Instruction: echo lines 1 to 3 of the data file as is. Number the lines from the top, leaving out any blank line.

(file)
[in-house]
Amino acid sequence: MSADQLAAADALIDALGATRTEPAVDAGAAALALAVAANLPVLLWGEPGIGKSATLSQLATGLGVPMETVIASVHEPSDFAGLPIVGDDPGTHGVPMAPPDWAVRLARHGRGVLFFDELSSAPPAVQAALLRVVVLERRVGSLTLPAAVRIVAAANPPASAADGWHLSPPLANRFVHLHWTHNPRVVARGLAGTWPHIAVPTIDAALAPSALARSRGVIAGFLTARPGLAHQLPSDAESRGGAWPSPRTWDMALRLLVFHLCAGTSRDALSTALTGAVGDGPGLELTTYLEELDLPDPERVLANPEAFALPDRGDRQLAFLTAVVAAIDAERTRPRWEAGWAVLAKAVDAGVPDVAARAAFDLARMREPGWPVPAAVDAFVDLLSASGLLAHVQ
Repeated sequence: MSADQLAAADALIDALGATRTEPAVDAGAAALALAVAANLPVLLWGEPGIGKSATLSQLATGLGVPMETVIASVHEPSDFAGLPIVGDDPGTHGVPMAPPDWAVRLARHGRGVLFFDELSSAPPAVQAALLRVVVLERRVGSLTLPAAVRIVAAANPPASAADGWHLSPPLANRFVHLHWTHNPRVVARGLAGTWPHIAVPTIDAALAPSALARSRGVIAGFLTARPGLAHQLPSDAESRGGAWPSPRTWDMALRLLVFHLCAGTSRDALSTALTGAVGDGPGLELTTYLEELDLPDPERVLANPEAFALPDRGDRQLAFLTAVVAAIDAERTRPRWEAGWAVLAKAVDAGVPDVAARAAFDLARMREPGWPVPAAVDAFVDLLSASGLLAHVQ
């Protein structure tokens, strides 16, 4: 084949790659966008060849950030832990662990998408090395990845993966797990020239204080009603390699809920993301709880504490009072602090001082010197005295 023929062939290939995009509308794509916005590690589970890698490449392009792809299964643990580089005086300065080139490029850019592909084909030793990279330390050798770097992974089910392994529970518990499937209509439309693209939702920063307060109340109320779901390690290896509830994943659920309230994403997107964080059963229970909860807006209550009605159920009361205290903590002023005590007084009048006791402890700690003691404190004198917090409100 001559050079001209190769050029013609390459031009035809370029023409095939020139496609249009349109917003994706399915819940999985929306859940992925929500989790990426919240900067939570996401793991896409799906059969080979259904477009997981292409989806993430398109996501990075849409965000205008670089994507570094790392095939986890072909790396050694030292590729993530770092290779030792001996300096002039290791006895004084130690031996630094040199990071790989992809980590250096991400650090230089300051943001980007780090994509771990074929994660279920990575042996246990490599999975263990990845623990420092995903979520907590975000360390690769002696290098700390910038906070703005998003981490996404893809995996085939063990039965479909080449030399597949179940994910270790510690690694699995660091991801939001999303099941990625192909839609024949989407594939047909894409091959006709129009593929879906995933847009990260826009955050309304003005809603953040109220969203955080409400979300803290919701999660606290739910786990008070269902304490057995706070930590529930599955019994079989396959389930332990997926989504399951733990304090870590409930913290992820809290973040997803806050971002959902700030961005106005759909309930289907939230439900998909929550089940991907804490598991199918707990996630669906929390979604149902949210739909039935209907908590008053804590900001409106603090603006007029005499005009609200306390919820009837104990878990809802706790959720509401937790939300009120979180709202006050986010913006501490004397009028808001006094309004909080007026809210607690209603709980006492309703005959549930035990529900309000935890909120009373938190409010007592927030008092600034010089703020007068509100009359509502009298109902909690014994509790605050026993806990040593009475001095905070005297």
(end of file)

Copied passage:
[in-house]
Amino acid sequence: MSADQLAAADALIDALGATRTEPAVDAGAAALALAVAANLPVLLWGEPGIGKSATLSQLATGLGVPMETVIASVHEPSDFAGLPIVGDDPGTHGVPMAPPDWAVRLARHGRGVLFFDELSSAPPAVQAALLRVVVLERRVGSLTLPAAVRIVAAANPPASAADGWHLSPPLANRFVHLHWTHNPRVVARGLAGTWPHIAVPTIDAALAPSALARSRGVIAGFLTARPGLAHQLPSDAESRGGAWPSPRTWDMALRLLVFHLCAGTSRDALSTALTGAVGDGPGLELTTYLEELDLPDPERVLANPEAFALPDRGDRQLAFLTAVVAAIDAERTRPRWEAGWAVLAKAVDAGVPDVAARAAFDLARMREPGWPVPAAVDAFVDLLSASGLLAHVQ
Repeated sequence: MSADQLAAADALIDALGATRTEPAVDAGAAALALAVAANLPVLLWGEPGIGKSATLSQLATGLGVPMETVIASVHEPSDFAGLPIVGDDPGTHGVPMAPPDWAVRLARHGRGVLFFDELSSAPPAVQAALLRVVVLERRVGSLTLPAAVRIVAAANPPASAADGWHLSPPLANRFVHLHWTHNPRVVARGLAGTWPHIAVPTIDAALAPSALARSRGVIAGFLTARPGLAHQLPSDAESRGGAWPSPRTWDMALRLLVFHLCAGTSRDALSTALTGAVGDGPGLELTTYLEELDLPDPERVLANPEAFALPDRGDRQLAFLTAVVAAIDAERTRPRWEAGWAVLAKAVDAGVPDVAARAAFDLARMREPGWPVPAAVDAFVDLLSASGLLAHVQ